The unorthodoxy of Shivnarine Chanderpaul is a myth.
Sure, his batting deportment looks a touch loopy up to the point where the bowler releases the ball - the front on stance, the trigger to move the back foot across, the effort to get more side-on, the adjustment of the bat into position. Then, when the bowling arm releases, bang, he is in perfect alignment.
He lets the ball come to him, plays it under his eyes, works it into gaps and punishes on occasion.
Singles and twos splay like severed electrical wires through the leg side of his wagon wheel; boundaries were chimed anywhere on the clock face on his way to a 29th century in his 153rd test.
This could be the last time fans get to see the Guyanese guru nudge and nurdle his way to a century in New Zealand. Sir Viv Richards he is not, nor is he Brian Lara, but as an accumulator he is unsurpassed.
Statistics such as 11,199 runs at an average of 52.08 across 260 test innings reinforce his credentials. At 39 years old he remains a fixture in the West Indies team.
His 122 not out saw him overtake Allan Border into sixth on the test runs honours board. He now has 17 unbeaten centuries, the most of any test player, overtaking Sachin Tendulkar's 16.
The moment at Seddon Park took its toll, too. Upon reaching his second century against New Zealand with a cut through gully, Chanderpaul knelt and gave the pitch a peck.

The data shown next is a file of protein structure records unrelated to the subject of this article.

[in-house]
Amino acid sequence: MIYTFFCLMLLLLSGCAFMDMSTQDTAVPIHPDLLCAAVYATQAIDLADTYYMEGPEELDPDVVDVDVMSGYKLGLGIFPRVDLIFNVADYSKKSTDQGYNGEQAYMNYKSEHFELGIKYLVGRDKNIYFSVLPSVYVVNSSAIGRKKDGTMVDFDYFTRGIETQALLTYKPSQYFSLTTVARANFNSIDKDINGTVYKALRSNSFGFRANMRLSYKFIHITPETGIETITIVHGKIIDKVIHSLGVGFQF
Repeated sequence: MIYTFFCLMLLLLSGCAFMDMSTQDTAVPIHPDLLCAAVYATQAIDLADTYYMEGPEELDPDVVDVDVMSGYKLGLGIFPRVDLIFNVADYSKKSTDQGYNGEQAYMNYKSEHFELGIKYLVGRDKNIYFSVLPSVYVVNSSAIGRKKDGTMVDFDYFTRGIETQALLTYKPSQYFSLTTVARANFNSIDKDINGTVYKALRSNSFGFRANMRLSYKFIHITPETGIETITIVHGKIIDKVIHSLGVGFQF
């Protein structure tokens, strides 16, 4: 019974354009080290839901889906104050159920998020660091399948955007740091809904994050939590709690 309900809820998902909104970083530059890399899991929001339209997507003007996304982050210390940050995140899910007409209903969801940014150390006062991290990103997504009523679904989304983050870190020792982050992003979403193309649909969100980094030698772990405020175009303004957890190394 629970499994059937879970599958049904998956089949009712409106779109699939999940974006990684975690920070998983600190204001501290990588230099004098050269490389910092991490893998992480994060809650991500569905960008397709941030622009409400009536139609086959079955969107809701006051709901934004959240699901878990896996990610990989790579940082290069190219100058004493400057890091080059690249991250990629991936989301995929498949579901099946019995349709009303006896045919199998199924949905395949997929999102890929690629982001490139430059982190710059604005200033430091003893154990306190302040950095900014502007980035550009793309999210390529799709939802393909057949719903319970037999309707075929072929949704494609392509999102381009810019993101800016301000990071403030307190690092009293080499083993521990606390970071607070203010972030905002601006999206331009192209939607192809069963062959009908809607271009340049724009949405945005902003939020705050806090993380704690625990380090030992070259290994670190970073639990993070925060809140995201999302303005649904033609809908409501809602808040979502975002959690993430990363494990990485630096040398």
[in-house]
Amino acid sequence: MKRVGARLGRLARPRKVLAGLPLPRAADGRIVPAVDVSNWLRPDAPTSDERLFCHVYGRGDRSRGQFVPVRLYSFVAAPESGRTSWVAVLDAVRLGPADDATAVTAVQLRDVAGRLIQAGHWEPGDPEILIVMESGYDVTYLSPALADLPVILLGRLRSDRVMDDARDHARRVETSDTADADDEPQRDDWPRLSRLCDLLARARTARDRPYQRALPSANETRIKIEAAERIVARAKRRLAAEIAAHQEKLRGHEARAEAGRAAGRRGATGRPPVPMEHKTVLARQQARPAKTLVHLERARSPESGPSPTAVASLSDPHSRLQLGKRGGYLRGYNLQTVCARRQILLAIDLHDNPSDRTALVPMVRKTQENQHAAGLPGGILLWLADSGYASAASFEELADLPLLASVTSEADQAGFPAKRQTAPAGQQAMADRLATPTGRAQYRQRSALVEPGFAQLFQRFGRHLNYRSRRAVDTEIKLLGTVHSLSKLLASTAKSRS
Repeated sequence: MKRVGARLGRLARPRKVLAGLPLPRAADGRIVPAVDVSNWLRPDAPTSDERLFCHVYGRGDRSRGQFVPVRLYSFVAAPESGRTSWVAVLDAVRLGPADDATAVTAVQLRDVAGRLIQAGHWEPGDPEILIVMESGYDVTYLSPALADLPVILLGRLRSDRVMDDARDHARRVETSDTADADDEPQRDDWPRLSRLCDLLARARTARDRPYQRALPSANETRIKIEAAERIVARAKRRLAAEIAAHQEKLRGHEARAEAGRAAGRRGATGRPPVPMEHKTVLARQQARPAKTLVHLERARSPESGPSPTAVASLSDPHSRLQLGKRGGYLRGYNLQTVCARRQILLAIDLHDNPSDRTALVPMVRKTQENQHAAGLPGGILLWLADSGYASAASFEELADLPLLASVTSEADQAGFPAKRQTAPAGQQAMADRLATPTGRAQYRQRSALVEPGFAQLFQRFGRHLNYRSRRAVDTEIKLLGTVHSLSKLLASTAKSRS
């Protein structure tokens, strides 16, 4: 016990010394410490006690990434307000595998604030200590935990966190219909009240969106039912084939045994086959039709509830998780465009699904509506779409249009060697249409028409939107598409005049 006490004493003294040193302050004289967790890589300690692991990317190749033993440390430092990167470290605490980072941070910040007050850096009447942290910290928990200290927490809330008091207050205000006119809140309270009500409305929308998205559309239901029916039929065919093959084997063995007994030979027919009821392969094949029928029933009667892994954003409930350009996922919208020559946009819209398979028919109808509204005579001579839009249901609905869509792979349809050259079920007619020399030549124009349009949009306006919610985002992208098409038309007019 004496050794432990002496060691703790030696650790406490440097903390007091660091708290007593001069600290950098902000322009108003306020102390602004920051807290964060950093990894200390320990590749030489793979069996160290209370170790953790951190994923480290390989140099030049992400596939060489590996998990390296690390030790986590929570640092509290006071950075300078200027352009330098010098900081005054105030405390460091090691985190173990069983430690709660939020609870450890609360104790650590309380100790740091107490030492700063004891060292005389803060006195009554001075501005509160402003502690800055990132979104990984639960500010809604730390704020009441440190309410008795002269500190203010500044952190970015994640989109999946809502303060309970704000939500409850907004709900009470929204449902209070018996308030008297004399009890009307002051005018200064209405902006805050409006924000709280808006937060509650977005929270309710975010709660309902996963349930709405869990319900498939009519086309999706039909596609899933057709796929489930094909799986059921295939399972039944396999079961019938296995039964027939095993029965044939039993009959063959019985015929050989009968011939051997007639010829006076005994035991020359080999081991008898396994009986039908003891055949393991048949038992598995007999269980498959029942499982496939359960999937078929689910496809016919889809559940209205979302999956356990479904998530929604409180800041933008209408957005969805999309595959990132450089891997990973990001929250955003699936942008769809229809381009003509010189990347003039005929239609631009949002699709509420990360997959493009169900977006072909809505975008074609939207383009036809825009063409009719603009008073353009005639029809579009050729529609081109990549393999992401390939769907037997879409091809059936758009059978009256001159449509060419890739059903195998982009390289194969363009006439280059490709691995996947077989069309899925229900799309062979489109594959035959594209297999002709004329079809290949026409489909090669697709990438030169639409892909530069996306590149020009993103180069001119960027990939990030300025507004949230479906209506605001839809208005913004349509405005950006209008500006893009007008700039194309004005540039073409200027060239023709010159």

There was a symbiotic relationship with the tail too. Veerasammy Permaul added 20 at a run a ball followed by a sparky 25 from Tino Best. The 10th wicket partnership of 35 broke the record set in 1971-72 by Grayson Shillingford and Mike Findlay.
Chanderpaul is undemonstrative by nature but beamed when he spoke of the milestone.
"It reflected the things we have talked about all season. Here and in India we've been struggling to get starts and go on. We've talked about batsmen getting hundreds and we've done it in this game.
"It's a fantastic effort from Ramdin and myself to get us up. From having a good start, then losing so many wickets in the second session we've managed to get the team into a decent position."
The effort by the Windies veteran was not lost on New Zealand vice-captain Kane Williamson."He's a class act. You can learn a lot from a player like that, the way he constructs an innings."
Chanderpaul was delighted with the Hamilton pitch, especially the turn generated by Sunil Narine on just the second day.
"You could say I wish we had wickets as good as these in the Caribbean," he said. He was less forthcoming on where his latest feats place him in the pantheon of great batsmen.
"AB [Allan Border] is a great man and scored a lot of runs against us when we had a lot of fast bowlers. I'm happy to get up there amongst some great players."